Next Article in Journal
Gestational Diabetes Mellitus per Different Diagnostic Criteria, Risk Factors, Obstetric Outcomes and Postpartum Glycemia: A Prospective Study in Ghana
Previous Article in Journal
SARS-CoV-2-Associated Obliterative Arteritis Causing Massive Testicular Infarction
Case Report

Combination of Levamisole with Prednisone in Treating Recurrent Major Aphthous Ulcer in a Young Boy: A Case Report

1
Private Dental Practitioner, Oral Medicine and Radiology, Gurugram 122001, India
2
Private Practitioner, Prosthodontics Crown and Bridge, Al Jazeera Medical Complex, Al Naseem, Riyadh 14236, Saudi Arabia
3
Preventive Dental Science Department, College of Dentistry, King Saud Bin Abdulaziz University for Health Sciences, Riyadh 11426, Saudi Arabia
4
King Abdullah International Medical Research Center, Riyadh 11426, Saudi Arabia
5
Division of Pedodontics, Department of Preventive Dental Sciences, College of Dentistry, Jazan University, Jazan 44512, Saudi Arabia
6
Dental Biomaterials Research Chair, Dental Health Department, College of Applied Medical Sciences, King Saud University, P. O. Box 10219, Riyadh 11433, Saudi Arabia
7
Nano Dental Clinic, Vacoas 74101, Mauritius
8
Department of Oral Medicine and Radiology, Faculty of Dentistry, Levy Mwanawasa Medical University (LMMU), Ministry of Health, Lusaka 10101, Zambia
*
Author to whom correspondence should be addressed.
Clin. Pract. 2021, 11(2), 250-256; https://doi.org/10.3390/clinpract11020038
Received: 7 December 2020 / Revised: 2 April 2021 / Accepted: 29 April 2021 / Published: 6 May 2021

Abstract

Recurrent aphthous stomatitis (RAS) is an oral condition characterized by painful oral ulcerations. While the clinical features of this disease are easily defined, the etiology remains unclear. Thus, existing treatments are still unsatisfactory in reducing the severity, healing, and recurrence rate; however, there is no permanent and definitive treatment. Effective treatment for aphthous stomatitis is not available, and those treatments available mainly focus on suppressing its symptoms. We are reporting a case of a 17-year-old boy who presented with a 3-year history of multiple recurrent major ulcers in the oral cavity. Levamisole with steroids has been used in many clinical trials to treat aphthous ulcers, showing an improvement in pain, discomfort, healing time, and reduction in the number of ulcers. The same method was used to treat our patient, who showed promising results, with no recurrence for one year. Levamisole is a safe, easily tolerable and promising drug for the treatment of RAS.
Keywords: major aphthous ulcers; canker sores; immunomodulators; corticosteroids; levamisole; visual analogue scale major aphthous ulcers; canker sores; immunomodulators; corticosteroids; levamisole; visual analogue scale

1. Introduction

Recurrent aphthous stomatitis (RAS) is an oral mucosal lesion characterized by multiple, recurrent, oval-shaped ulcers, where the ulcer floor is covered with yellowish pseudo-membrane and surrounded by an erythematous halo. These ulcers affect up to 25% of the general population, and the 3-month recurrence rate is about 50%. Females are more commonly affected than males [1]. It occurs most commonly in the 1st to 4th decades of life, and in individuals of higher socioeconomic status [2]. Minor RAS comprises between 70% and 87% of all RAS forms, and a recent study places its frequency rate at 17.7% in the general population. The remaining 7–10% of cases are of either the major or herpetiform types. The treatment for all cases is symptomatic, and the principal aim of treatment is to decrease inflammation and pain relief by administering topical or systemic treatments. One of the agents used for the systemic treatment of RAS is levamisole, due to its various immunological effects. Levamisole normalizes the phagocytic activity of macrophages and neutrophils, regulates T-cell activity, and modulates the activity of human interferons (IFNs) and the serum levels of interleukin IL-6 and IL-8. In the RAU cases, it helps in the normalization of the CD4+/CD8+ cell ratio, and increases the levels of serum immunoglobulin A (IgA) and IgM [3].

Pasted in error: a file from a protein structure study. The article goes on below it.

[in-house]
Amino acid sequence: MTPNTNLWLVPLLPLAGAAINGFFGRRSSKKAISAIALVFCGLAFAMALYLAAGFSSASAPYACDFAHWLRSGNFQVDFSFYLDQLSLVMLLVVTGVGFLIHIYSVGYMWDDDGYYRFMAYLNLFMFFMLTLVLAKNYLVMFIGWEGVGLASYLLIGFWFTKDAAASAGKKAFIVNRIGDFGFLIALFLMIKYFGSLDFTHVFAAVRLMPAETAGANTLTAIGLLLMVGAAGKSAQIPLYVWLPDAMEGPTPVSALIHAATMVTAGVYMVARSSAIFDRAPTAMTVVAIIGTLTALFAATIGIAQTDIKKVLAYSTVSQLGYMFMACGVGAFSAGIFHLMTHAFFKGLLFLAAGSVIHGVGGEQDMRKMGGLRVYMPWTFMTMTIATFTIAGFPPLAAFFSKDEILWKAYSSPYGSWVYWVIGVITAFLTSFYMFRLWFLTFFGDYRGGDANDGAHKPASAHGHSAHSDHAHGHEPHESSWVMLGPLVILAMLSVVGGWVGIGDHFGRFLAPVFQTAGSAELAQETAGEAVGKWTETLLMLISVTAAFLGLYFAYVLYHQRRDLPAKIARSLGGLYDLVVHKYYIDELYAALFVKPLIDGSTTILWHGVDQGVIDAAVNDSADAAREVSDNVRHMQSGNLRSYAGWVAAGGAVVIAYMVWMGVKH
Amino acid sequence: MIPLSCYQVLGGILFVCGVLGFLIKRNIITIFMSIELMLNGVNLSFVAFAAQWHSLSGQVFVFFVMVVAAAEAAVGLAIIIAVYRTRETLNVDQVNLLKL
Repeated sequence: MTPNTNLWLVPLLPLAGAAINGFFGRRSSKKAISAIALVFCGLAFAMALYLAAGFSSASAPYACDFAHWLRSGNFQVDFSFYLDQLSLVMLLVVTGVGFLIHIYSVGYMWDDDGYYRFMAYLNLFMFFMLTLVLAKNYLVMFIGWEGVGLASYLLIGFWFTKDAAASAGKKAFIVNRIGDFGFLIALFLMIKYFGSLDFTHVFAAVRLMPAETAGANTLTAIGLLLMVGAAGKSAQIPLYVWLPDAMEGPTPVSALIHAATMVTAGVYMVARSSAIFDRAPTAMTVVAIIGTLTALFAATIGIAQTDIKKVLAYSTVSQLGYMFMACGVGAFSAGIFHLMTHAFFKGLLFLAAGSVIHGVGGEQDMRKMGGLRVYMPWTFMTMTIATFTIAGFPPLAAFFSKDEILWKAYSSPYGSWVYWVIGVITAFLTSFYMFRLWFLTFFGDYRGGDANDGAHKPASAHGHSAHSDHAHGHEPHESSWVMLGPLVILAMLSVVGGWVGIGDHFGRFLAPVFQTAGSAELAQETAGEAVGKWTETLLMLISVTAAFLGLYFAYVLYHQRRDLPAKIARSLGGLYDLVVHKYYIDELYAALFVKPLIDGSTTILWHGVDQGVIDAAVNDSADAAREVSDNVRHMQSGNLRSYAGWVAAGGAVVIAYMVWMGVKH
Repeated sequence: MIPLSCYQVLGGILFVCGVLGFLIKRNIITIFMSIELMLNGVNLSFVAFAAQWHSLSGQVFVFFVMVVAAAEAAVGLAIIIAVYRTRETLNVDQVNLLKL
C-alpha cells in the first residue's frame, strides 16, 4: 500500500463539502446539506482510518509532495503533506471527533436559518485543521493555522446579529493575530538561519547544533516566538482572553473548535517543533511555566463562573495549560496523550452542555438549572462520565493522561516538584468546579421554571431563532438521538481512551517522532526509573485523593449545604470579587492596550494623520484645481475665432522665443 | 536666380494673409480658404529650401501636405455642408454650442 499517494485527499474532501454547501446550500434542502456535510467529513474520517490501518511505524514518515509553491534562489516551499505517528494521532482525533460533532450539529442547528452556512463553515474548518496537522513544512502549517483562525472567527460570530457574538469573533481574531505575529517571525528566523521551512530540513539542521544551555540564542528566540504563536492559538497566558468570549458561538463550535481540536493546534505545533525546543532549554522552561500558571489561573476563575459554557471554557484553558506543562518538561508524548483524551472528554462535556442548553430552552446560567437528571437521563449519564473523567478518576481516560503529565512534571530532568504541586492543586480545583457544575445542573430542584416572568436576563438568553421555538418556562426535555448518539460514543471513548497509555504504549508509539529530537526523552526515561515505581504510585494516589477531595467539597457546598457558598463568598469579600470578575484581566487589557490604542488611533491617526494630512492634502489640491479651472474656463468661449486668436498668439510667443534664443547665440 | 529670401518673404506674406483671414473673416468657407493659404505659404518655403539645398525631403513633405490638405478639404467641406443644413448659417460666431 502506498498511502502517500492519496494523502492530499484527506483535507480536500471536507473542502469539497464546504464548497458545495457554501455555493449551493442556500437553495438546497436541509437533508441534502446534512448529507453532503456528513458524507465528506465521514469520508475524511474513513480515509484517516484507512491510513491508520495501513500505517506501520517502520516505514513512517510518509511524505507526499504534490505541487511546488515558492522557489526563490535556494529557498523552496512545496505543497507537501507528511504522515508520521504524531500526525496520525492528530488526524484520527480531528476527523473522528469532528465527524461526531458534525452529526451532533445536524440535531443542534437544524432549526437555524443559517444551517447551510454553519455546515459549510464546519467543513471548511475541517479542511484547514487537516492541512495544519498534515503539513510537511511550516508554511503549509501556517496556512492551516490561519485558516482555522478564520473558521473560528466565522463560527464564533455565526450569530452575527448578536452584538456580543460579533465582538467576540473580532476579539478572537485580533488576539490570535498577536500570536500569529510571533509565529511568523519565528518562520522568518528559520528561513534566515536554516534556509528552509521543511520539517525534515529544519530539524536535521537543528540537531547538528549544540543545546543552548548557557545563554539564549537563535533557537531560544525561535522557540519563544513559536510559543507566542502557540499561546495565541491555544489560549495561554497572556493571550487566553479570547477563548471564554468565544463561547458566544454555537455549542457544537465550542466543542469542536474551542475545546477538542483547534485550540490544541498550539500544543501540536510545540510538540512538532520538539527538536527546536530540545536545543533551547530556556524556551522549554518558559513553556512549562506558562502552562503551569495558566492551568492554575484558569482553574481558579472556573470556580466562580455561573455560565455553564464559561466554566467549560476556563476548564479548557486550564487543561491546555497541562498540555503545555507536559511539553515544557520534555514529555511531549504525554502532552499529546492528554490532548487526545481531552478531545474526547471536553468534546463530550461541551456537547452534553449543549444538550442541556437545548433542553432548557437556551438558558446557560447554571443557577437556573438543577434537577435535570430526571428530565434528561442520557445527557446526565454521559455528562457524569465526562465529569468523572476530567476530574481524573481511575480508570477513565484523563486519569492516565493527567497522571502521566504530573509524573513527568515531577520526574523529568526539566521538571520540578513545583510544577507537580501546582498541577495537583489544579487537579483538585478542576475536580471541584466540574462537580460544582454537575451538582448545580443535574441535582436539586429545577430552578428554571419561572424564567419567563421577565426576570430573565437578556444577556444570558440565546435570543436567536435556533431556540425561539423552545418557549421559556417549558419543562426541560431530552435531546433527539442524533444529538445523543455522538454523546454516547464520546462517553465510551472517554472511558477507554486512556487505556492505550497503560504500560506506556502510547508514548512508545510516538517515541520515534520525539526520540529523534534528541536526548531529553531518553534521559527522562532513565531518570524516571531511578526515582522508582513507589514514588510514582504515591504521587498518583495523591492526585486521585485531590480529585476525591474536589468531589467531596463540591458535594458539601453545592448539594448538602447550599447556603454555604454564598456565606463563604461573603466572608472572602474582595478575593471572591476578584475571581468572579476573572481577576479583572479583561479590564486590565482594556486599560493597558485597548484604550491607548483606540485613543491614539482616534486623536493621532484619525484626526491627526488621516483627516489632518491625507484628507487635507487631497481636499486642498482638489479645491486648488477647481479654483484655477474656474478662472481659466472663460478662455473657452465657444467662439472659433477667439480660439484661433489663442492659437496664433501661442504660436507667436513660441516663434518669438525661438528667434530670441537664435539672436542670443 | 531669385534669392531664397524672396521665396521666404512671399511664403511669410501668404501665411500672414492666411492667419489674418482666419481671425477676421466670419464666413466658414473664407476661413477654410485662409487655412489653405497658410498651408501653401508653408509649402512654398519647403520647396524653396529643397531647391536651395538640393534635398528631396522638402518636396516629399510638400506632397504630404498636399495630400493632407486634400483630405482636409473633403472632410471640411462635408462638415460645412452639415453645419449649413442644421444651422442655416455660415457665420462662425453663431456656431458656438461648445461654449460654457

Cases of recurrent major aphthous ulcers that show severe pain symptoms, dysphagia, and fever typically require systemic therapy. There is a long list of systemic drugs used for treatment, such as systemic corticosteroids, thalidomide, levamisole, dapsone, pentoxifylline, low-dose interferon-α, colchicine, and amlexanox [4]. However, the main course of treatment for major recurrent aphthous ulcers (RAU) is systemic corticosteroids with immuno-modulating agents. Steroids have been shown to provide symptomatic relief, whereas levamisole seems to provide symptomatic relief and alter the disease’s course. We can use systemic steroids such as prednisone and levamisole therapy to treat the ulcers associated with major RAU [5,6,7].
This paper presents a case of major recurrent aphthae where we use a combination of systemic corticosteroids and levamisole to treat the patient.

2. Case Report

A 17-year-old boy reported to the outpatient Department of Oral Medicine and Radiology with ulcers on his lips, tongue, and the floor of his mouth, which left scars after healing. His medical history revealed that he has been suffering from these episodes for the past 3 years, and has already been treated with various topical agents, steroids, and antibiotics, but reported no significant relief over the past year. The episodes of ulcers had increased. These lesions were extremely painful and interfered with eating, drinking, and speaking. There was no relationship with food or trauma, nor any history of allergies, but he reported flares during periods of emotional stress and during school exams. We recorded his pain on a visual analogue scale (VAS), with a score of 8.